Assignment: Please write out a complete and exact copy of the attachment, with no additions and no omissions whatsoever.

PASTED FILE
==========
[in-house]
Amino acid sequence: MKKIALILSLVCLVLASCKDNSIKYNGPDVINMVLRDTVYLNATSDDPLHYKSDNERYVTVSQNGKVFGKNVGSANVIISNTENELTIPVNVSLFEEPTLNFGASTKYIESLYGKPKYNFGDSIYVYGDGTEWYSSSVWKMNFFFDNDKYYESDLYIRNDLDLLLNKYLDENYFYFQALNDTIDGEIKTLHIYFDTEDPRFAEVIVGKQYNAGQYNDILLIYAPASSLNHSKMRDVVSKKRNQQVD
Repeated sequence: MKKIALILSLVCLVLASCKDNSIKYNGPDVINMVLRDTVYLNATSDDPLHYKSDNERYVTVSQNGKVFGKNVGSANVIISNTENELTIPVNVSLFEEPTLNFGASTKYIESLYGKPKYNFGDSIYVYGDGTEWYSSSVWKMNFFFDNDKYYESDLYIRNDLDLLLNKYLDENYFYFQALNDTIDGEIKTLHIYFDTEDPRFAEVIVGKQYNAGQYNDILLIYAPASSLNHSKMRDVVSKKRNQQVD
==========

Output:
[in-house]
Amino acid sequence: MKKIALILSLVCLVLASCKDNSIKYNGPDVINMVLRDTVYLNATSDDPLHYKSDNERYVTVSQNGKVFGKNVGSANVIISNTENELTIPVNVSLFEEPTLNFGASTKYIESLYGKPKYNFGDSIYVYGDGTEWYSSSVWKMNFFFDNDKYYESDLYIRNDLDLLLNKYLDENYFYFQALNDTIDGEIKTLHIYFDTEDPRFAEVIVGKQYNAGQYNDILLIYAPASSLNHSKMRDVVSKKRNQQVD
Repeated sequence: MKKIALILSLVCLVLASCKDNSIKYNGPDVINMVLRDTVYLNATSDDPLHYKSDNERYVTVSQNGKVFGKNVGSANVIISNTENELTIPVNVSLFEEPTLNFGASTKYIESLYGKPKYNFGDSIYVYGDGTEWYSSSVWKMNFFFDNDKYYESDLYIRNDLDLLLNKYLDENYFYFQALNDTIDGEIKTLHIYFDTEDPRFAEVIVGKQYNAGQYNDILLIYAPASSLNHSKMRDVVSKKRNQQVD